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Austrian Gruner Veltliners Hold Their Own With Burgundies

Gruner Veltliner
A detail of the three oldest Gruner Veltliners poured during the "Austrian Monuments" tasting at Le Bernardin. Reserve bottles of Austria's signature white can last for decades. Photographer: Elin McCoy/Bloomberg

Nov. 18 (Bloomberg) -- Remember the Gruner Veltliner craze?

More than a decade ago, hip U.S. sommeliers were pushing the peppery, lively Austrian white as the chic antidote to oaky chardonnays and boring, faceless sauvignon blancs.

Then they moved on to other wine fashions: Burgundy, the Jura, sherry and esoteric grapes nobody had ever heard of. Poor Gruner Veltliner was demoted to the ‘been there, tasted that’ category.

Too bad. The grape probably makes the best-value great white wines in the world and deserves a serious image upgrade.

That’s my take-away from the immodestly-named “Austrian Monuments” tasting of top-quality reserve Gruners held recently in New York at Le Bernardin.

The 31 wines span four decades, from 1971 to 2012. All are variations on the grape’s pinpoint balance, vibrant acidity, intense flavors of white pepper, spice and minerals, and rich textures that don’t rely on new oak.

At $30 to $70, they cost about half the price of comparable complex whites such as Burgundy and California chardonnay and rarely turn up at auction.

“The grape should be on the Austrian flag,” jokes Willi Klinger, managing director of the Austrian Wine Marketing Board, who moderates the tasting’s expert panel.

Signature Wine

As I sniff and sip, he reminds the room of wine professionals that Gruner is the country’s signature wine and most widely planted grape, accounting for nearly 30 percent of the country’s vineyards.

Until 60 years ago it was rarely bottled on its own. Most wineries now offer two to three styles, from the familiar light, crisp examples to the less-known opulent, complex and full-bodied ones.

Grapes for these reserve wines are harvested later, which translates into more alcohol and concentration, and velvety textures. Most whites and reds are drunk within a couple of hours after purchase, but longevity has always been a hallmark of great wines.

In this taste-off, the 1971 to 1999 vintages easily pass the test. Even 1971 Salomon Undhof Kabinett Wieden from Kremstal -- the vineyard was once an old prison yard -- still shows freshness.

Wines from both warm and cool years seem to have aged gracefully, though I prefer the cold, high-acid vintages with more zing.

’Tantric Sex’

Importer Terry Theise, who introduced Gruner to the U.S. in 1994, insists the best outlive those from Austria’s elite grape, riesling. He’s convinced that Gruner Veltliner makes equally “classic” wines, which he likes to define as “Tantric sex between grape and ground.”

Terroir looms large as the key to all these wines’ character, as reserve bottlings mostly come from single vineyards. Over the past decade, top vintners have refocused on wines that reflect the soil by shifting to organic viticulture and more traditional cellar techniques.

What surprises me most in this line-up are the radical differences in aromas and flavors. The 1985 Mantlerhof Spiegel from the Kremstal region is dynamic and bright, with smells of flowers and green stalks, while the 1992 Fritsch Schlossberg from the Wagram region is bold, rich, powerful and peppery, and the 1997 Birgit Eichinger Gloriette from Kamptal is succulent and juicy, with a long, laser-like finish.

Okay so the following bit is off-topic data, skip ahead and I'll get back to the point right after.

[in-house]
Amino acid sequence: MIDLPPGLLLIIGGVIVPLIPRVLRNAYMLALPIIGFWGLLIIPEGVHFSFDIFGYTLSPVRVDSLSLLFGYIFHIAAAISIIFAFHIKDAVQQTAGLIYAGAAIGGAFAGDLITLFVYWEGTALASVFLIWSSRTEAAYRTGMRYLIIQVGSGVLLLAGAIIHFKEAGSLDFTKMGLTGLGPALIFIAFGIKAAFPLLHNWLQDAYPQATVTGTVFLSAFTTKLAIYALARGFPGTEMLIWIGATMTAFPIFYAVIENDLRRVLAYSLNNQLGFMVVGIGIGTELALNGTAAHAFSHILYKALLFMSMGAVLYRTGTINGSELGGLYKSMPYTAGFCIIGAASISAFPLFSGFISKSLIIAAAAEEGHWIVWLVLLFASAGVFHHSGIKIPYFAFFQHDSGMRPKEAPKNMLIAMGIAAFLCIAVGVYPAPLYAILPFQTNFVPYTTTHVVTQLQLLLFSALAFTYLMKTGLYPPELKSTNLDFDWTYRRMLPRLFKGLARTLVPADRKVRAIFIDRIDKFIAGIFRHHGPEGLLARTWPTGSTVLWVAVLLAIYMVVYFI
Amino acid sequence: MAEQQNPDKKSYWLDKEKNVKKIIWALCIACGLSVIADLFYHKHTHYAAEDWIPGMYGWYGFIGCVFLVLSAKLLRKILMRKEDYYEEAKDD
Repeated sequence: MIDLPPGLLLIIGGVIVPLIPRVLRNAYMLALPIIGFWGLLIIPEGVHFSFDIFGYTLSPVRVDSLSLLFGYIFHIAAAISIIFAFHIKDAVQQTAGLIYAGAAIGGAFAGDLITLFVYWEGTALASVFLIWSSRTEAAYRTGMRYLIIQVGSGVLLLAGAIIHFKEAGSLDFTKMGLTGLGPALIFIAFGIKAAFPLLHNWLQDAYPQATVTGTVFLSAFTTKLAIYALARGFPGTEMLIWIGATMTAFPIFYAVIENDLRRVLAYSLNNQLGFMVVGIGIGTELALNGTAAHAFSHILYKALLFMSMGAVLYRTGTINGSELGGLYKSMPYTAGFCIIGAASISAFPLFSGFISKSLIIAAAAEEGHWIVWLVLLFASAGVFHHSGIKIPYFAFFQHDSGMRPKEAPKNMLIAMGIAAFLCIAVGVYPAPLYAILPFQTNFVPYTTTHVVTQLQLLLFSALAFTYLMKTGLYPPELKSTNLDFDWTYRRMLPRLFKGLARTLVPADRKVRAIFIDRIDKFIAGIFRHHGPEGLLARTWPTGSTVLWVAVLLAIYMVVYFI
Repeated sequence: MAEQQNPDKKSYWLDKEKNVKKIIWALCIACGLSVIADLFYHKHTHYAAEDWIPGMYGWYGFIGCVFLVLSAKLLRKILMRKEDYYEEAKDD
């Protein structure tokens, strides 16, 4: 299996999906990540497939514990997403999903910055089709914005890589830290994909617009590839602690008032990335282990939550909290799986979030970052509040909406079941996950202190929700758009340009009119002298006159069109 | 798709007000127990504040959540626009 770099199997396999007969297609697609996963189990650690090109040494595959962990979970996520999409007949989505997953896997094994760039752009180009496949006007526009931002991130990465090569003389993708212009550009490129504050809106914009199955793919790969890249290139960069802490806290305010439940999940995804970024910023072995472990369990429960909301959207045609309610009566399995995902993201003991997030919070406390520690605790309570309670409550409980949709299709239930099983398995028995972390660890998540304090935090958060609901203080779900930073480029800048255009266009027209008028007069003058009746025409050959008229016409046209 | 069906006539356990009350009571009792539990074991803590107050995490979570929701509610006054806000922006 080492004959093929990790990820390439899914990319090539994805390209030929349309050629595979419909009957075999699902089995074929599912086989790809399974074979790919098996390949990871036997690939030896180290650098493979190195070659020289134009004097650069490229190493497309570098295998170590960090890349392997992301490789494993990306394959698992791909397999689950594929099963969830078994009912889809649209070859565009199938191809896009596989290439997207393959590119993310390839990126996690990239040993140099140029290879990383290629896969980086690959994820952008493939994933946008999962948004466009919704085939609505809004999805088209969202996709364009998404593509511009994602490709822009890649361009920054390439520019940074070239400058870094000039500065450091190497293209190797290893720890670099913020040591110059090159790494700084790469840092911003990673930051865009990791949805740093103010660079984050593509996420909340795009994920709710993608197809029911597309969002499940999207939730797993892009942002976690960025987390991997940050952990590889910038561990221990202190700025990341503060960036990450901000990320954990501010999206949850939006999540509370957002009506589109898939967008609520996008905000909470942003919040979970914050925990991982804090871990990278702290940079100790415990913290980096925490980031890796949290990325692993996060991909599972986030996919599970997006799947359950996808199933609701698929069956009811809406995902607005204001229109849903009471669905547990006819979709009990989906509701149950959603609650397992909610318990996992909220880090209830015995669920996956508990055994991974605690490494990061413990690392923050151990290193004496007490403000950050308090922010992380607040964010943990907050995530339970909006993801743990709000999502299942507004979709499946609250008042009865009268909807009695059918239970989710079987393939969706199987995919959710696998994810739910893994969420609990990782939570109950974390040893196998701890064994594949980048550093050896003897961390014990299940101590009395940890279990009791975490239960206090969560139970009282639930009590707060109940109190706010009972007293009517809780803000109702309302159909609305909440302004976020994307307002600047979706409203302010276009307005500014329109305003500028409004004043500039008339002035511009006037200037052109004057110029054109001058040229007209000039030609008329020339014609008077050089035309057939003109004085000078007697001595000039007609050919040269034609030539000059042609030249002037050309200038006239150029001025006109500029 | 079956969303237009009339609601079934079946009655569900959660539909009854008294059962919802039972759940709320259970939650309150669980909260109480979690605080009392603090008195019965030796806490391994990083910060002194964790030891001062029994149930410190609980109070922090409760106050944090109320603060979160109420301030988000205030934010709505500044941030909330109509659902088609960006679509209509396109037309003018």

Danube Vines

Among this century’s wines, several from the prestigious Wachau region northwest of Vienna, where steep terraces of vines rise abruptly from the Danube, really wow me.

In keeping with Austria’s new appellation rules, most regions label the latest-picked wines Reserve. But the Wachau uses the term ‘Smaragd,’ the name of the green lizards that sun themselves in the vineyards.

The 2010 Prager Achleiten Stockkultur Smaragd ($65), from a vineyard planted in 1930, has a powerful mineral character, with intense notes of lavender.

A 2008 Knoll Vinothekfullung Smaragd ($60) is savory, with tingling acidity and a long finish. 2001 F.X. Pichler Kellerberg Smaragd ($70) has a wonderful lively tension.

So I’m not surprised to hear that top Gruners bested some of the world’s top chardonnays, even Burgundy’s grand Corton-Charlemagne, in a legendary blind tasting in London in 2002.

Le Bernardin

Panelist Aldo Sohm, Le Bernardin’s chef sommelier, extols Gruner’s amazing versatility with food, deftly shown off in his pairings for the lunch after the tasting.

It’s the only wine I know that can take on well-known wine-killers like artichokes, one of the main ingredients in the first course of wild striped bass tartare.

A juicy 2010 Hiedler Maximum Reserve Kamptal ($35), with hints of lime, is up to it. The rich, powerful 2007 Josef Schmid Gebling Reserve Kremstal ($30) points up the sweetness of the ultra-rare smoked wild salmon and succulent braised baby leeks, the third course.

With so much going for it, why did Gruner’s prestige stumble? I’m convinced nicknames like Gru-Vee, designed to give the wines easy-to-pronounce accessibility, helped create the downscale image of Gruner as a pinot grigio on steroids. So did the influx of new plonky brands in bargain-priced liter-size bottles.

It’s time to discover serious Austrian Gruner Veltliner before prices go up.

(Elin McCoy writes on wine and spirits for Muse, the arts and leisure section of Bloomberg News. The opinions expressed are her own.)

Muse highlights include Jeremy Gerard on theater and Patrick Cole on dining.

To contact the reporter on this story: Elin Mccoy in New York at

To contact the editor responsible for this story: Manuela Hoelterhoff at

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